Do I feel safe? Sure. The medical community continues to make superhuman sacrifices for everyone around them. That gives me hope.

Now compare that to your home country and how they are handling it. What is Croatia doing better/worse?

Let’s start with the better:

Croatia instituted preventative measures well ahead of time, increased the healthcare system’s capacity and stockpiled medical supplies. This made a world of difference.

Early on, politicians stepped aside and let medical professionals dictate healthcare policy, with economic policy following their lead. People as a result paid attention and, mostly, listened.

As a news junky, I have to commend the Croatian “media” — that perpetual whipping boy casually blamed for every societal ill in this country. It has never been as responsible and professional in its presentation of facts and diligent in reporting the successes and flaws in the government’s efforts. Most importantly, it’s avoiding the dangerous trap of giving time to “It’s just like the flu” skeptics under the guise of “fairness”, something the US media continues to do.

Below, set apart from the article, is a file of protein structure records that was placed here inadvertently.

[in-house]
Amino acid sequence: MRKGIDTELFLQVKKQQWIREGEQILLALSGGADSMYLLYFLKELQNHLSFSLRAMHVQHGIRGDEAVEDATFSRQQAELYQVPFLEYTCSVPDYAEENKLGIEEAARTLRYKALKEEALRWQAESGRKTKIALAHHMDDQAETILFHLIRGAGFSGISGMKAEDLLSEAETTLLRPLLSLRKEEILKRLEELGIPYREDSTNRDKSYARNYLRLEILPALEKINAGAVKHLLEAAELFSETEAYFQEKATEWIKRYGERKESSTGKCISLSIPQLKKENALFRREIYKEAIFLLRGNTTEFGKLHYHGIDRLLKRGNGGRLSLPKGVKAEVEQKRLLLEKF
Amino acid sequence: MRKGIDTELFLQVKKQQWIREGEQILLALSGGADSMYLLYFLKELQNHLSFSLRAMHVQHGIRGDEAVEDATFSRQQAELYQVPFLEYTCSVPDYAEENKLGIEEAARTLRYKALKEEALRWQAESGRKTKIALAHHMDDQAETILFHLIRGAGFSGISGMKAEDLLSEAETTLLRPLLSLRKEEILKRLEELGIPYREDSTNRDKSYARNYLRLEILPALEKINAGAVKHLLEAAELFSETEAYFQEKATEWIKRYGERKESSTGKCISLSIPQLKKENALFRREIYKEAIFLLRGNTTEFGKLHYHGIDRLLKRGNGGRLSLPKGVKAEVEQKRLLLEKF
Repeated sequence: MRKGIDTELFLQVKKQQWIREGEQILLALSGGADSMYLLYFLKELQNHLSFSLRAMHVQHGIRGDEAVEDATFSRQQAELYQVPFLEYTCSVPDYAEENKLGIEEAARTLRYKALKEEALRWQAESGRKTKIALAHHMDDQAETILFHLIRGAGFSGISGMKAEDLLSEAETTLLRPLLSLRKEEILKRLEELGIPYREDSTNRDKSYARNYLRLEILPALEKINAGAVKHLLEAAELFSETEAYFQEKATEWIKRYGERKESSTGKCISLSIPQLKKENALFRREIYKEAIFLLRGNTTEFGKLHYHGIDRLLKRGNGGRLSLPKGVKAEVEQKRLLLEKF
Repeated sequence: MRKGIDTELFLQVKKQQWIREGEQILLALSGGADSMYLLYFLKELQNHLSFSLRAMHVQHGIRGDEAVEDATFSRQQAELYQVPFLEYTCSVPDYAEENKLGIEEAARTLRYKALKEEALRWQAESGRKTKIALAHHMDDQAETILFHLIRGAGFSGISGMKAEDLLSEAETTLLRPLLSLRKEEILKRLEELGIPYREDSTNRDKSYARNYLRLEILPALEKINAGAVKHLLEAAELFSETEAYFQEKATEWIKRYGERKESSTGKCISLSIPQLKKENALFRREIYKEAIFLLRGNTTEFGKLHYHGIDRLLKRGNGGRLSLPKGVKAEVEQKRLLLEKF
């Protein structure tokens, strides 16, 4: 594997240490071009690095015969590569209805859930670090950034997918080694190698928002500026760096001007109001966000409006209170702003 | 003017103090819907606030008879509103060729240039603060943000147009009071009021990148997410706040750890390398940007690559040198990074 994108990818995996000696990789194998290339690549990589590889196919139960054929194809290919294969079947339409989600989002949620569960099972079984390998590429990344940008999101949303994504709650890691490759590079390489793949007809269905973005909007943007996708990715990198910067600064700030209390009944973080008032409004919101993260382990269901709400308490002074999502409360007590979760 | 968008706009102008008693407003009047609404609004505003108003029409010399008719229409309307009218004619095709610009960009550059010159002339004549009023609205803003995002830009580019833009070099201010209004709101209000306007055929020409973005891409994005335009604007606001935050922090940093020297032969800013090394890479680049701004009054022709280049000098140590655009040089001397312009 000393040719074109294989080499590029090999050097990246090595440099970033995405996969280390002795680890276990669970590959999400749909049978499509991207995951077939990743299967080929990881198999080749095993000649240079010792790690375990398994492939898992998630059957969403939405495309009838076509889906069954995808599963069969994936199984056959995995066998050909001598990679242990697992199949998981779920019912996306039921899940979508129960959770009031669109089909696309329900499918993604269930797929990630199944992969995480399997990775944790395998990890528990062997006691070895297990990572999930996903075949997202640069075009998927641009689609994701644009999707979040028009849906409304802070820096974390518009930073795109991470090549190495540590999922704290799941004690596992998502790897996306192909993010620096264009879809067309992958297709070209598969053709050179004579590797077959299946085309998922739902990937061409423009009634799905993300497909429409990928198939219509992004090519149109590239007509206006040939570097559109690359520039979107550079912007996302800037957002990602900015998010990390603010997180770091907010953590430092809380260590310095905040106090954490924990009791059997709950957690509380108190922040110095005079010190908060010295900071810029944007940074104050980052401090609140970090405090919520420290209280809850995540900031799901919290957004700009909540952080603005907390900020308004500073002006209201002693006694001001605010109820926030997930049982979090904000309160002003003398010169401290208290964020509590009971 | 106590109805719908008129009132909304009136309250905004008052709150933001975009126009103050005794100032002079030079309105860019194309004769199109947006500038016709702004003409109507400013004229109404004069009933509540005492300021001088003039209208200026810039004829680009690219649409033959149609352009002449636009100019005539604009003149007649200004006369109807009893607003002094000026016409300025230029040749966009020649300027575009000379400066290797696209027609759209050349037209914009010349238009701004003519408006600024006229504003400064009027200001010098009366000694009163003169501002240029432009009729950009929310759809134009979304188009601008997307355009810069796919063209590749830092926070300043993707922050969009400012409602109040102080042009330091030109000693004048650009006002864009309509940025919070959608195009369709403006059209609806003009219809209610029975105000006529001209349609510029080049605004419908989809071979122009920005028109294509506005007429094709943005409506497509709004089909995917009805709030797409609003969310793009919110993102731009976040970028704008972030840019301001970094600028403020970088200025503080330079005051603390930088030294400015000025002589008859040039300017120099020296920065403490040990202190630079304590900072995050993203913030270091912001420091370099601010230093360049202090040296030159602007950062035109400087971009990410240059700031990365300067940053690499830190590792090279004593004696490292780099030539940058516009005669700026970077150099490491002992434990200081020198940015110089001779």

This has, for now, stifled the small-yet-loud cult Croatian contrarians who think skepticism is the ultimate sign of intelligence. You know, those habitually hawking stories about fake moon landings, poisonous vaccines, chemtrails, “9/11 was an inside job”… etc. etc. etc. (Spare me the vitriolic comments and messages.)

The worse:

There is no government official shutting down talk of “life back to normal” and “loosening restrictions.” I understand the folly of constant uncertainty — it’s a political land mine. But the margin for error here is razor-thin.

The response to citizens’ economic hardships has been about the same — hodgepodge and, if you ask enough people, inadequate.

Enforcement of the self-isolation and travel restrictions is, at worst, reportedly non-existent and wholly relying on good faith.

The itch to salvage the tourism season seems to influence long-term projections. This “economy or health” debate exists on both sides of the Atlantic, despite studies showing they’re actually inextricably intertwined — an ongoing pandemic does more economic damage than any measures stopping it.